France is down to about 24,000 priests nationwide from 42,000 in 1975, and numbers of churchgoers have plummeted. A study by Lyon's auxiliary bishop found that more than half of the 161 priests who left their jobs between 1996 and 2005 did so to join romantic unions with women or other men, according to Catholic newspaper La Croix.
"The church is losing a lot of ground, it's turning in on itself," Laclau said. Ending celibacy, while not the only solution, could help make the church "more humane," he said.
Two days after leaving the church, he received a letter from a former parishioner describing being sexually abused as a child by another priest, a kind of cry for help.
"It repulsed me. It stains religious life, this kind of perversion," he said.
Evidence over the past decade has shown church leadership has covered up, ignored or simply underestimated the problem of pedophilia.
Before becoming pope, then-Cardinal Joseph Ratzinger told Catholic News Service in December 2002, that "less than 1 percent of priests are guilty of acts of this type." The most extensive study of the abuse crisis in the American church, commissioned by the U.S. bishops in 2004, found that about 4 percent of all American clerics who served during the time studied were accused of abuse.
The percentage in society at large is unknown because studies are inconclusive.
The report stressed that neither celibacy nor homosexuality causes abuse, but argued that an understanding of the problem of clerical sex abuse isn't possible without reference to both, since the vast majority of U.S. abuse cases were of a homosexual nature.
In Italy, papal biographer Marco Politi, in his book "La Confessione" — "The Confession" — presents the testimony of a priest struggling to balance his homosexuality with his commitment to a church that considers homosexual acts a sin.
The priest, who is never identified, discloses that a network of homosexual priests is active in the Italian church. It is described as an informal "self-help group" that lives in the "catacombs" of the church — the underground.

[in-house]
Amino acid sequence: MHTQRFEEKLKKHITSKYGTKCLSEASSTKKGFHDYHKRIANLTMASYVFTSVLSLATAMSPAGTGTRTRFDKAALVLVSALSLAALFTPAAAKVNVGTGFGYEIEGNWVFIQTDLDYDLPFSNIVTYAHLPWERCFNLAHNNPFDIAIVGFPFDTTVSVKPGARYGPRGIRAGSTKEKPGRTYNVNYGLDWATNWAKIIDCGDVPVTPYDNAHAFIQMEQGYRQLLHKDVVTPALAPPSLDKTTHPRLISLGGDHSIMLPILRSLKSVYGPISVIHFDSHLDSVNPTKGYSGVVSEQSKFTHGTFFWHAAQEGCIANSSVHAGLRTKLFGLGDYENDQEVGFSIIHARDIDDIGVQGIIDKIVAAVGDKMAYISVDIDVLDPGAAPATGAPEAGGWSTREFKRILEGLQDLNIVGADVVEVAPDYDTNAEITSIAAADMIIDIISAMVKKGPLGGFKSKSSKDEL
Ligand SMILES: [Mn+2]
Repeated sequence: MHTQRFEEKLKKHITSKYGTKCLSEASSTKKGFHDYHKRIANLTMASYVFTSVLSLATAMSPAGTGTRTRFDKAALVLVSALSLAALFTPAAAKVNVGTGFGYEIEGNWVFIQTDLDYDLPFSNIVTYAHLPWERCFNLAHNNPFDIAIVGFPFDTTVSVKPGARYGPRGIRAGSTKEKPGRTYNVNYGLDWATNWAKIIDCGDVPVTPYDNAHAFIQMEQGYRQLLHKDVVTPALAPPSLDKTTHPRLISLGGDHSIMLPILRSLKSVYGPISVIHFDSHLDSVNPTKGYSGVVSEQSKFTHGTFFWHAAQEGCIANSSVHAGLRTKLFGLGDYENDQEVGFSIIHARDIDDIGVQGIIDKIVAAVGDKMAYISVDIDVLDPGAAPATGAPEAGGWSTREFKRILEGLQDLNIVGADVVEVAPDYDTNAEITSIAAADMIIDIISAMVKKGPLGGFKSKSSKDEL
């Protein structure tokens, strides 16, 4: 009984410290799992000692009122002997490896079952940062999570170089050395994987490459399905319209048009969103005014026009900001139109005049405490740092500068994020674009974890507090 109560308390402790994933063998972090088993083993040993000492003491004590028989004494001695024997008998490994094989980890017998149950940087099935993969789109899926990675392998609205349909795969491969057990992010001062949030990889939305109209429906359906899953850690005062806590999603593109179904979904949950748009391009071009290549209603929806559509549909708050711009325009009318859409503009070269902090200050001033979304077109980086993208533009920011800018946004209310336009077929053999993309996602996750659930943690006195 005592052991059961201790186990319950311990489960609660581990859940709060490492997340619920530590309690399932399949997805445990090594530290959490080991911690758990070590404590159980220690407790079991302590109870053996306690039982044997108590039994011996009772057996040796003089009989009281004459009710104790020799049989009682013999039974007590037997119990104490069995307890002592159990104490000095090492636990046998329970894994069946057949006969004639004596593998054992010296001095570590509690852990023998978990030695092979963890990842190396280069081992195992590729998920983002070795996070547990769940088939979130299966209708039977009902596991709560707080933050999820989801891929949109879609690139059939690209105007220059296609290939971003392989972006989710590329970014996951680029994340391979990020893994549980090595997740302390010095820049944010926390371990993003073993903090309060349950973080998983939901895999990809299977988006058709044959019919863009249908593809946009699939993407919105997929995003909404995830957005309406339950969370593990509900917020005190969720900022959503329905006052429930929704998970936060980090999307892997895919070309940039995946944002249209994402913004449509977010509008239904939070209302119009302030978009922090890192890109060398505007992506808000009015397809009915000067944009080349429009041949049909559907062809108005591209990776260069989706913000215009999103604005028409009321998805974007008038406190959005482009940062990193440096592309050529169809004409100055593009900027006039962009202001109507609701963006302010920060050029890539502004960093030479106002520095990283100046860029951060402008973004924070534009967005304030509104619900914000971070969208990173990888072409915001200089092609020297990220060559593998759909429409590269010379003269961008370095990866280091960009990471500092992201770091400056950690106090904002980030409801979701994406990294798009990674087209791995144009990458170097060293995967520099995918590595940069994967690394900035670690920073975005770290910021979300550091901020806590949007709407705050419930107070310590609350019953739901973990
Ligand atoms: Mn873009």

For Laclau, the solution is more sexual honesty among the clergy.
"I thought I was one of the very few (priests) to have a love life. I slowly discovered how numerous we are," he said.
Groups around Europe have sprung up to bring together people like him, from the Belgium-based Married Priests association to a group called Plein Jour, or Light of Day, which includes some 150 Frenchwomen who live with priests.
Many have borne the priests' children. Many maintain a low public profile, but seek solace in sharing their stories with other women who have lived the same "suffering, silence, sacrifice," said the group's director, Dominique Venturini.
Venturini, now 85, spent 45 years romantically and sexually involved with a priest based in Provence. "Only when he retired could he come and live with me. But unfortunately, by then, it was too late to have children, a dream I always had."
She speaks bluntly against celibacy. "When you bury human nature, it figures out how to express itself in another, perverted way."
Under church law, the pope can change the celibacy requirement by fiat, although some in the church have suggested that various reforms be discussed in a wider forum such as a new Vatican council.
However, the Rev. Thomas Reese, an American expert on the Vatican, said he doubts there would be a majority vote at such a forum to lift celibacy. "In addition, too many dioceses in the southern hemisphere have resolved the issue by simply ignoring ongoing relationships between priests and women," in said in an email exchange with The Associated Press.
The Catholic church's Eastern rite, which follows Orthodox Christian traditions but is loyal to the pope, allows married priests in contrast to the Roman church.
The Rev. Igor Yatsiv, spokesman for Ukraine's Greek Catholic church, said he knew of no cases of clergy sex abuse.
"I am not sure that's just because of no mandatory celibacy here. I'm married myself and have three children, but I don't think it's this that keeps me from sin. I just don't know another way" of living, he said.
Leon and Marga Laclau, after he left the church and after more than 20 years together, finally married. He continues to attend Mass, "not regularly, but I go. It is always a joy to participate."
"I still have faith," he says. "But you must maintain it. It's a bit like love."
Simpson reported from Rome. Associated Press writer Fanny Dassie in Paris contributed to this report.